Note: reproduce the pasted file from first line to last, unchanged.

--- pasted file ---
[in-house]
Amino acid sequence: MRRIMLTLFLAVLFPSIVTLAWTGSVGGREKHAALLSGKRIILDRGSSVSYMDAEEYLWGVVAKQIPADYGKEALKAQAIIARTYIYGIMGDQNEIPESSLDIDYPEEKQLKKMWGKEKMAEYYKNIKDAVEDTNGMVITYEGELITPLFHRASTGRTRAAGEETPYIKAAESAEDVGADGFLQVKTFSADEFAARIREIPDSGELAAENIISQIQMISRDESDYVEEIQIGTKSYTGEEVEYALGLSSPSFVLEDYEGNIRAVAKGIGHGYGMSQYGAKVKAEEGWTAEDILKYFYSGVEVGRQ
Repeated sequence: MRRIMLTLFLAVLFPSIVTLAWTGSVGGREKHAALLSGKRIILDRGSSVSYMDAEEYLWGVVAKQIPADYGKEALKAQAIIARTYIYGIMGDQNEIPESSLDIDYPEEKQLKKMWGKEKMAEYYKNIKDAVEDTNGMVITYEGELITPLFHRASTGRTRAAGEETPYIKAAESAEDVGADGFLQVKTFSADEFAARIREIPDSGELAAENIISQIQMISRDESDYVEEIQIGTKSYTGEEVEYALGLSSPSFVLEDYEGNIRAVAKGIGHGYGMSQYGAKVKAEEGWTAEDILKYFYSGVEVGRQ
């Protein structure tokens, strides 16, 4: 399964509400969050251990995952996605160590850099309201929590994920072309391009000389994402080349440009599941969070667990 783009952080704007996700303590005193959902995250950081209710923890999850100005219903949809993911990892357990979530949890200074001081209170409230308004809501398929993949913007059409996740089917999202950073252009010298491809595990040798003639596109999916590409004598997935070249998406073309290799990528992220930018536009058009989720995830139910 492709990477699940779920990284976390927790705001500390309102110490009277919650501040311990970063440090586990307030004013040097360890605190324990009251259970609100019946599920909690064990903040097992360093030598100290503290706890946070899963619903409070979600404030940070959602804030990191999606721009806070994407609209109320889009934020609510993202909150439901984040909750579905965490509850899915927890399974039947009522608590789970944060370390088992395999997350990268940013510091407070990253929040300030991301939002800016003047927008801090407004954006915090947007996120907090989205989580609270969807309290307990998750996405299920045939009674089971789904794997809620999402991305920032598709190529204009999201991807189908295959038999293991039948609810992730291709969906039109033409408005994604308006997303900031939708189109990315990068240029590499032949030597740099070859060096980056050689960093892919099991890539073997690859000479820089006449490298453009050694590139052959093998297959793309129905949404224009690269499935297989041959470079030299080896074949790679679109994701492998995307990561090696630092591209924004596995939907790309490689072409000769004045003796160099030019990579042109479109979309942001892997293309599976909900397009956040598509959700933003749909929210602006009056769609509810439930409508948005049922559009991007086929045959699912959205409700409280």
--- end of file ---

[in-house]
Amino acid sequence: MRRIMLTLFLAVLFPSIVTLAWTGSVGGREKHAALLSGKRIILDRGSSVSYMDAEEYLWGVVAKQIPADYGKEALKAQAIIARTYIYGIMGDQNEIPESSLDIDYPEEKQLKKMWGKEKMAEYYKNIKDAVEDTNGMVITYEGELITPLFHRASTGRTRAAGEETPYIKAAESAEDVGADGFLQVKTFSADEFAARIREIPDSGELAAENIISQIQMISRDESDYVEEIQIGTKSYTGEEVEYALGLSSPSFVLEDYEGNIRAVAKGIGHGYGMSQYGAKVKAEEGWTAEDILKYFYSGVEVGRQ
Repeated sequence: MRRIMLTLFLAVLFPSIVTLAWTGSVGGREKHAALLSGKRIILDRGSSVSYMDAEEYLWGVVAKQIPADYGKEALKAQAIIARTYIYGIMGDQNEIPESSLDIDYPEEKQLKKMWGKEKMAEYYKNIKDAVEDTNGMVITYEGELITPLFHRASTGRTRAAGEETPYIKAAESAEDVGADGFLQVKTFSADEFAARIREIPDSGELAAENIISQIQMISRDESDYVEEIQIGTKSYTGEEVEYALGLSSPSFVLEDYEGNIRAVAKGIGHGYGMSQYGAKVKAEEGWTAEDILKYFYSGVEVGRQ
């Protein structure tokens, strides 16, 4: 399964509400969050251990995952996605160590850099309201929590994920072309391009000389994402080349440009599941969070667990 783009952080704007996700303590005193959902995250950081209710923890999850100005219903949809993911990892357990979530949890200074001081209170409230308004809501398929993949913007059409996740089917999202950073252009010298491809595990040798003639596109999916590409004598997935070249998406073309290799990528992220930018536009058009989720995830139910 492709990477699940779920990284976390927790705001500390309102110490009277919650501040311990970063440090586990307030004013040097360890605190324990009251259970609100019946599920909690064990903040097992360093030598100290503290706890946070899963619903409070979600404030940070959602804030990191999606721009806070994407609209109320889009934020609510993202909150439901984040909750579905965490509850899915927890399974039947009522608590789970944060370390088992395999997350990268940013510091407070990253929040300030991301939002800016003047927008801090407004954006915090947007996120907090989205989580609270969807309290307990998750996405299920045939009674089971789904794997809620999402991305920032598709190529204009999201991807189908295959038999293991039948609810992730291709969906039109033409408005994604308006997303900031939708189109990315990068240029590499032949030597740099070859060096980056050689960093892919099991890539073997690859000479820089006449490298453009050694590139052959093998297959793309129905949404224009690269499935297989041959470079030299080896074949790679679109994701492998995307990561090696630092591209924004596995939907790309490689072409000769004045003796160099030019990579042109479109979309942001892997293309599976909900397009956040598509959700933003749909929210602006009056769609509810439930409508948005049922559009991007086929045959699912959205409700409280």